I am just back from going to pick up a haul of meal replacements (regrettably all shakes). I now have some 185 meal replacements more than I did an hour ago, which will be split between me and my diet buddy. They are irrelevant to the point of this piece.
Driving to where I was meeting the person, I passed a fast-food chicken restaurant that I have often craved. I looked at it for a very quick second and then said, ‘not today.’ I considered it a minor victory.
Here’s the problem: A few weeks ago, I picked up a meal from this very same restaurant. Don’t get me wrong, it still tastes good… but it was greasy, both the French fries and the salads were terrible, and within an hour of a reasonably sized meal I was… well, if not actually sick, then maybe sick adjacent. I was nauseous for sure. Although I had enough chicken and salads left over for another meal, I wrapped it all up and walked it to the garbage room. Within fifteen seconds of seeing the sign, I remembered this very recent event, and was glad the craving passed.
Driving home, I passed by another outlet (same chain, different store). For a brief moment, I had those same cravings. Their special recipe of herbs and spices (still not naming the restaurant) is not only tasty, but it has also been carved into my aware for so many years.
Shortly after I moved to Israel, I was living in Rishon LeZion and working in Holon. At the end of the day, I would take an Eged bus home, and it would drive right by the mall (which I believe was called Canyon Zahav, or Golden Shopping Centre). One day while driving by I noticed a sign that read (in Hebrew): NOW OPEN! <The southern fried chicken restaurant>. On many occasions I would get off the bus, pick up a bucket, and dinner was served. I would then get back on the bus for the remainder of the ride home. This was certainly inconvenient… but I loved the food so much!
I was reminded again just a few weeks ago that I do not love the food anymore… and even if I did, it certainly does not love me. So why is it that as I pass it by, I cannot help but think – even fleetingly, before my rational mind kicks in – how nice it would be to stop in for lunch.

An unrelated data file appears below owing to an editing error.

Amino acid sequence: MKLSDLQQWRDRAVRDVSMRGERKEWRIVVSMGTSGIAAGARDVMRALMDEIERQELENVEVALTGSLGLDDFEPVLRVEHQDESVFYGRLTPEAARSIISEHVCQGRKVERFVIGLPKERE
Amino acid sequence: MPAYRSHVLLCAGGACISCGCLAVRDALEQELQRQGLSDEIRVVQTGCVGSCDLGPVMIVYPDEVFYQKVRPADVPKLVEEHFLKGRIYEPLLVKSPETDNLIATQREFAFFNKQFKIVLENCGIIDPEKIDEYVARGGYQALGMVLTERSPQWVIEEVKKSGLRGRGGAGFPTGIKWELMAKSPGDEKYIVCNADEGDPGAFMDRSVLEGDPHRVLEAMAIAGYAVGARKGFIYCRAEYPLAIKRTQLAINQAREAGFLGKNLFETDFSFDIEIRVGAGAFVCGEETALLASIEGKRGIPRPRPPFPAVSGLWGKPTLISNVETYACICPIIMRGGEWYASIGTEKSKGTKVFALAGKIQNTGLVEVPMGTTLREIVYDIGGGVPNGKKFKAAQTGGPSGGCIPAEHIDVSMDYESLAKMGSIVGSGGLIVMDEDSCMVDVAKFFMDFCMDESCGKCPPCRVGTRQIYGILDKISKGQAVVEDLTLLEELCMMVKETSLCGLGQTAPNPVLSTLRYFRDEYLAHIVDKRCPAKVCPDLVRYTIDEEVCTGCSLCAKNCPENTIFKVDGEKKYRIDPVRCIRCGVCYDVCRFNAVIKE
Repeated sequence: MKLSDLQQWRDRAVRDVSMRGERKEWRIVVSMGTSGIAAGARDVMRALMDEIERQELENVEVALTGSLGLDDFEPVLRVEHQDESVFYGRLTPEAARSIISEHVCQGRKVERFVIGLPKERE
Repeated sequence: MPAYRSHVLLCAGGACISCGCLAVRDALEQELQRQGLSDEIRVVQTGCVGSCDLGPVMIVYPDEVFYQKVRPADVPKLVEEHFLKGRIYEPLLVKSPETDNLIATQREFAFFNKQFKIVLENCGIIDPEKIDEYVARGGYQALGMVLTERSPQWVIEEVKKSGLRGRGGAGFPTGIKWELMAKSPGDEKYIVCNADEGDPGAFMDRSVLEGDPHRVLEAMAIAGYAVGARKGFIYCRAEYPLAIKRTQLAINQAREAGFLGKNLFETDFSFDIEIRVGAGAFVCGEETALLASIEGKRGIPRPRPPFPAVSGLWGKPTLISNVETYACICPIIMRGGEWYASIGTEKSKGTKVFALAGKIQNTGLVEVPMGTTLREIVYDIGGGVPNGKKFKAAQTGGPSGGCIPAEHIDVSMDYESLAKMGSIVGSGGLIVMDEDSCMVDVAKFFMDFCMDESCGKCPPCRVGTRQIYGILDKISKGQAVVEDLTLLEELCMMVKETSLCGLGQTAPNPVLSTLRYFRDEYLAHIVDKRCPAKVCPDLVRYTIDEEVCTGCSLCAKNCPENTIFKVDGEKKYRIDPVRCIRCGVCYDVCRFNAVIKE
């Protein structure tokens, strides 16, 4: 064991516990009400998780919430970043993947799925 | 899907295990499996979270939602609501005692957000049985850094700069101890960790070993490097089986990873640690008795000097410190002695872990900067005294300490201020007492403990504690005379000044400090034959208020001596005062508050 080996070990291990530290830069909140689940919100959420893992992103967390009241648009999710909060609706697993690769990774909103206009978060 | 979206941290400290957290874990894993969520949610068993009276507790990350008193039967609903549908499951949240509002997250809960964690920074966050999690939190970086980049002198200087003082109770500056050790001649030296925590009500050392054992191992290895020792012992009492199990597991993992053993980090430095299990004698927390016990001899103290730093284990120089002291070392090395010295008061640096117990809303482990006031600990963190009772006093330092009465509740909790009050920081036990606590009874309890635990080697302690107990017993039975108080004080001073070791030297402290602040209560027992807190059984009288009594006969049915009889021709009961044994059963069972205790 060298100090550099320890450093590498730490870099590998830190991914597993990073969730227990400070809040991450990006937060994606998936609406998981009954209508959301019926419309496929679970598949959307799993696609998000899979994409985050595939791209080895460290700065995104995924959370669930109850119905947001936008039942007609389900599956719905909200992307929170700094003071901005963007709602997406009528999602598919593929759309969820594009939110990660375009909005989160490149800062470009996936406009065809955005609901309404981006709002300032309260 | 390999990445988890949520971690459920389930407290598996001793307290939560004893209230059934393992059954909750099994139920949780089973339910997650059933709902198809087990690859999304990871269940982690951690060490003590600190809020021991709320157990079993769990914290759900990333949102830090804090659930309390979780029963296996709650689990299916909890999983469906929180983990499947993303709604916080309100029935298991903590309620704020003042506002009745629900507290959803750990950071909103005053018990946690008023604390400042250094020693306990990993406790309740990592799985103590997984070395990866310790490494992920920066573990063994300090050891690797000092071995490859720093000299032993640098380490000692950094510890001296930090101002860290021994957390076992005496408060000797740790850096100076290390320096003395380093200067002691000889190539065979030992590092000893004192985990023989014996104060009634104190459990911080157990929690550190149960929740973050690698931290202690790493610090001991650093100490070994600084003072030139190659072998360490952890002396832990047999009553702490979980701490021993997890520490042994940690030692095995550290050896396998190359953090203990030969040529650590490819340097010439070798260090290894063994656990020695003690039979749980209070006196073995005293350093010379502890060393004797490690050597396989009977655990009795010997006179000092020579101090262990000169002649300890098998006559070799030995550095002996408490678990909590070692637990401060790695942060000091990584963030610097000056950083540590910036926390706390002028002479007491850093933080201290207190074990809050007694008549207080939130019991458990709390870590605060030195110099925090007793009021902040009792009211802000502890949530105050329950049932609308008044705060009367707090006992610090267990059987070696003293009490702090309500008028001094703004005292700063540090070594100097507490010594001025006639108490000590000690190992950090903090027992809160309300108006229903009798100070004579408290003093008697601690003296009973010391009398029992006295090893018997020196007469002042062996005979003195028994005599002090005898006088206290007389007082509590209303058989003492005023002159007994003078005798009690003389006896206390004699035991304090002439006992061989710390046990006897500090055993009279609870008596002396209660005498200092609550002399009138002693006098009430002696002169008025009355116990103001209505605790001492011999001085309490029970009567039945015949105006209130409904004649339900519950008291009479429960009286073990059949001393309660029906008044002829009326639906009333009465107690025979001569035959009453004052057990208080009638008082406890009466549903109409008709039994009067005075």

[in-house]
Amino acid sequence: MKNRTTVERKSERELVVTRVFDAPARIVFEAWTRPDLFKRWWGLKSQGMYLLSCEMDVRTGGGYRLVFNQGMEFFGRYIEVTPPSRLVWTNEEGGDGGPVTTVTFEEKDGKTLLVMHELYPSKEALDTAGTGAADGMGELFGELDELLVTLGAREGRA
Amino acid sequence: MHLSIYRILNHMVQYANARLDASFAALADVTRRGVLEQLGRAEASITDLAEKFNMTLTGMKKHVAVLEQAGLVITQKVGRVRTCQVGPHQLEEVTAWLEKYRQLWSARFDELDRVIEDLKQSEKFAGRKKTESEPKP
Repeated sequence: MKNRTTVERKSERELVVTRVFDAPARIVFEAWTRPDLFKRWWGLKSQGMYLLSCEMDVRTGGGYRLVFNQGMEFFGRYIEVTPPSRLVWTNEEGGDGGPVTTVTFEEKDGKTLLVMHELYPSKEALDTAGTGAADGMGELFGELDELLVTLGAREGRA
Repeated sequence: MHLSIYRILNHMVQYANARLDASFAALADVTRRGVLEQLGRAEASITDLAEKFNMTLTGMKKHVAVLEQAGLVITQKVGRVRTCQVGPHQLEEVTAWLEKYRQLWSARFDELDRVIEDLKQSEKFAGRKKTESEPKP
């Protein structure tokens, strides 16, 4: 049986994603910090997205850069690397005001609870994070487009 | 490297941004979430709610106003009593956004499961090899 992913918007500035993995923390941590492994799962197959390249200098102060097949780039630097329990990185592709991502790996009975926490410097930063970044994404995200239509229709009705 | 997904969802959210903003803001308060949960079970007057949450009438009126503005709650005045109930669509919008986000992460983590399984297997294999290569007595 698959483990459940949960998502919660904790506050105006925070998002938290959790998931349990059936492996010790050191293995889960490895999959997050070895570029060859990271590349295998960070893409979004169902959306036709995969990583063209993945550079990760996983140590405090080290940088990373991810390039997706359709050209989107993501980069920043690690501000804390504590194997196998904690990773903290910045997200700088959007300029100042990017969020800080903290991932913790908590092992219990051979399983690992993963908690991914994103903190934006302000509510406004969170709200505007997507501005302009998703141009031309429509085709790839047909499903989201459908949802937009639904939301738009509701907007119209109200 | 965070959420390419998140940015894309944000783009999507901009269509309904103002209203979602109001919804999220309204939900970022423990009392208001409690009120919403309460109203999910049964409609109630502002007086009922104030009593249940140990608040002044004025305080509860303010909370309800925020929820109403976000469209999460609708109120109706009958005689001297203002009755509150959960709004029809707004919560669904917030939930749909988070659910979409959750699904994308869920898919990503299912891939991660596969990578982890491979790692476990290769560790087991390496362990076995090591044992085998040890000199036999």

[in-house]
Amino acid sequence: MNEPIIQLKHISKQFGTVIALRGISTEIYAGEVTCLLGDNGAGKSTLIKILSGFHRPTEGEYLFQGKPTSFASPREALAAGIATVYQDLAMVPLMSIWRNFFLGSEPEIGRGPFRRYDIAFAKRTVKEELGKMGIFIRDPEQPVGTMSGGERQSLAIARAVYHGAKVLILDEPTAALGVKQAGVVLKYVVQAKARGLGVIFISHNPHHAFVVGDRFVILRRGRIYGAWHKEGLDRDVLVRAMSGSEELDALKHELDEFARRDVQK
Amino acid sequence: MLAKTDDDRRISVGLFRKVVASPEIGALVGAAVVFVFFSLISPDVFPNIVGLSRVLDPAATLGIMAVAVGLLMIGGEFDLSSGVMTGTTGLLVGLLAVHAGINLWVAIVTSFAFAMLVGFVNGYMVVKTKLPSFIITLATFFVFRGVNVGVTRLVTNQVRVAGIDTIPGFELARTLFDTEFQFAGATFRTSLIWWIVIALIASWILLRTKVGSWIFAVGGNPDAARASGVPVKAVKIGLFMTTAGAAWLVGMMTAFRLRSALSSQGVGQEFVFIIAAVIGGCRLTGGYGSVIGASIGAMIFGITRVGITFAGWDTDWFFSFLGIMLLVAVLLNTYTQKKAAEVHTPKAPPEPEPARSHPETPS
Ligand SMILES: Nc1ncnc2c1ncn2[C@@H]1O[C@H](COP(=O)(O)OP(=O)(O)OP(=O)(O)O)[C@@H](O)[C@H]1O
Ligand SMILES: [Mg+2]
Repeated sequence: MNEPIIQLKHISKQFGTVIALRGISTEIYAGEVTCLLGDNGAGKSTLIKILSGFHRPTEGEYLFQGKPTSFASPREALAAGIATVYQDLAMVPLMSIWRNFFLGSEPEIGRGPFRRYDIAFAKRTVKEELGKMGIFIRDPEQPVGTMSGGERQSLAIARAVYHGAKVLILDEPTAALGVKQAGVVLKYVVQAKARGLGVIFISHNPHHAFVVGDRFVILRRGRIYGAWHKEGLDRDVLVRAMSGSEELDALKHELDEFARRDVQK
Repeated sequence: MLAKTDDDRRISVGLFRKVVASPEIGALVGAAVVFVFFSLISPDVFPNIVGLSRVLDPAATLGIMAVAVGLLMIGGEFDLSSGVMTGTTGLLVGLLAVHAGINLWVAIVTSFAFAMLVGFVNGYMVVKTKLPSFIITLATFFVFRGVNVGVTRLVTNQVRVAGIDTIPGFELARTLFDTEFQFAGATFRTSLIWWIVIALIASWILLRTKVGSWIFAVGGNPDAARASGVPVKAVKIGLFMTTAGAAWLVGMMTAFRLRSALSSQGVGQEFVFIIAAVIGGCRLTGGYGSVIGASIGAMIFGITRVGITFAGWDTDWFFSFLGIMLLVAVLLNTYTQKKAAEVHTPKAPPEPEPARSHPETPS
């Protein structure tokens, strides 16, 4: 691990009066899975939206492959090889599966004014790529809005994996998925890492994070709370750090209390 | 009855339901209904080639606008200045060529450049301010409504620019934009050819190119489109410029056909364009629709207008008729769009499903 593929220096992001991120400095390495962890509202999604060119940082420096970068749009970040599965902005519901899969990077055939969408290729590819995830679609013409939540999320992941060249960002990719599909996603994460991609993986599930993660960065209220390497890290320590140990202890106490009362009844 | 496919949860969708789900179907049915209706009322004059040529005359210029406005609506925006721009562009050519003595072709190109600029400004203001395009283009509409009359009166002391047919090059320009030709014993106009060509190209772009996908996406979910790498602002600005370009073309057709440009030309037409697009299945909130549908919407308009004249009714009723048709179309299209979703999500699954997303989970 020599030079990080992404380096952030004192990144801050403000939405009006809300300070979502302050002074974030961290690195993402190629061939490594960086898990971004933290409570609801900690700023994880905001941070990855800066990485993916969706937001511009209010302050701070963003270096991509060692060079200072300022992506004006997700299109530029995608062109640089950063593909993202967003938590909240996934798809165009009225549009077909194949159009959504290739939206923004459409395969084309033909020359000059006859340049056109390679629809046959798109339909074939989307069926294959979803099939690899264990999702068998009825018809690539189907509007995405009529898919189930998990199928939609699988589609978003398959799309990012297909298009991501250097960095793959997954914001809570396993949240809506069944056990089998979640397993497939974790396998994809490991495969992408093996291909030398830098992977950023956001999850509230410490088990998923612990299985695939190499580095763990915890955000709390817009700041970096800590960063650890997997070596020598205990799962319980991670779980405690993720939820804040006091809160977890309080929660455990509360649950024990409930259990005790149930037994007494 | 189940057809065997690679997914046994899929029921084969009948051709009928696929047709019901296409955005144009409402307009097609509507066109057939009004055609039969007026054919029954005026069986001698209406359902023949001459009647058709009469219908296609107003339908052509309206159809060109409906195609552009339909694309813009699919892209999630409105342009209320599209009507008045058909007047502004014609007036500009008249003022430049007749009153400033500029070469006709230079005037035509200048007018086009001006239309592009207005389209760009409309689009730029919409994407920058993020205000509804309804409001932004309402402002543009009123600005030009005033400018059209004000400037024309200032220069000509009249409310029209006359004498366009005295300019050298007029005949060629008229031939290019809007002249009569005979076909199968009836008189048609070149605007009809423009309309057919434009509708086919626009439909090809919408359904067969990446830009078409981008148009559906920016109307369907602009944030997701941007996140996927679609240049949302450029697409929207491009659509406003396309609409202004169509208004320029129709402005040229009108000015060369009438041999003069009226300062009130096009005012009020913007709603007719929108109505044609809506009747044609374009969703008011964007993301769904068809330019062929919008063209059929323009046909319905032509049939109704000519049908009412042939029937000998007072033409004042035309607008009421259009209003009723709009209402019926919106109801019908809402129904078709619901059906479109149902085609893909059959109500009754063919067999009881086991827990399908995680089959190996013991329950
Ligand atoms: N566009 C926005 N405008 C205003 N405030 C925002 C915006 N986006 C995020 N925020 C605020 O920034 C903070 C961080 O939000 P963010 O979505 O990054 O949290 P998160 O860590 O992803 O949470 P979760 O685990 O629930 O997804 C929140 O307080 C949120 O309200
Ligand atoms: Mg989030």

The same goes for fast food hamburgers. I love a good burger, but between stopping at either McDonald’s or Wendy’s or Harvey’s or A&W (trying to name as many as I can so that I do not appear to be focusing on any one chain), or stopping at the grocery store and picking up some ground beef and vegetables and buns to make my own burger… the burger that I make will be far superior to all of these (not to mention healthier). Then why is it that when I see the arches or the redhead my mouth starts to water?
I suspect the answer to this question is twofold:
1. Between the billions of dollars that these chains have spent on marketing over the years, and the fact that I really like the food (or at least I once did), it is not unreasonable that when I see them my initial thought is longing, rather than disgust.
2. None of these restaurant chains came up with their menu, image, and branding in a vacuum. They hired experts – including scientists who have done studies on what colours make people hungry, and what sounds and smells make them lower their food-related inhibitions.
3. Many of the ingredients in the foods they serve actually are addictive. I’m not saying that any of them put cocaine or nicotine into their foods… but salt and sugar are addictive.
When I have reached the end of my weight loss journey, I will have to remember that it is only the beginning. I remember when I earned my first Black Belt, my Master congratulated me and told me, ‘Now you can start learning martial arts.’ The belt was not the goal; it was a small stop on what would be a lifelong journey. When I reach a weight where I am happy with myself, I will no longer be replacing food with meal replacements… but I will still be on a lifelong journey, and every day for the rest of my life I will have to weigh the consequences of everything that I put into my mouth.
They say that learning a new language is much easier if you do it as a child. I suspect that learning good nutrition is easier as a child too, and I wish I had learned it. By now it would be second nature, and not something I have to consciously think of every day.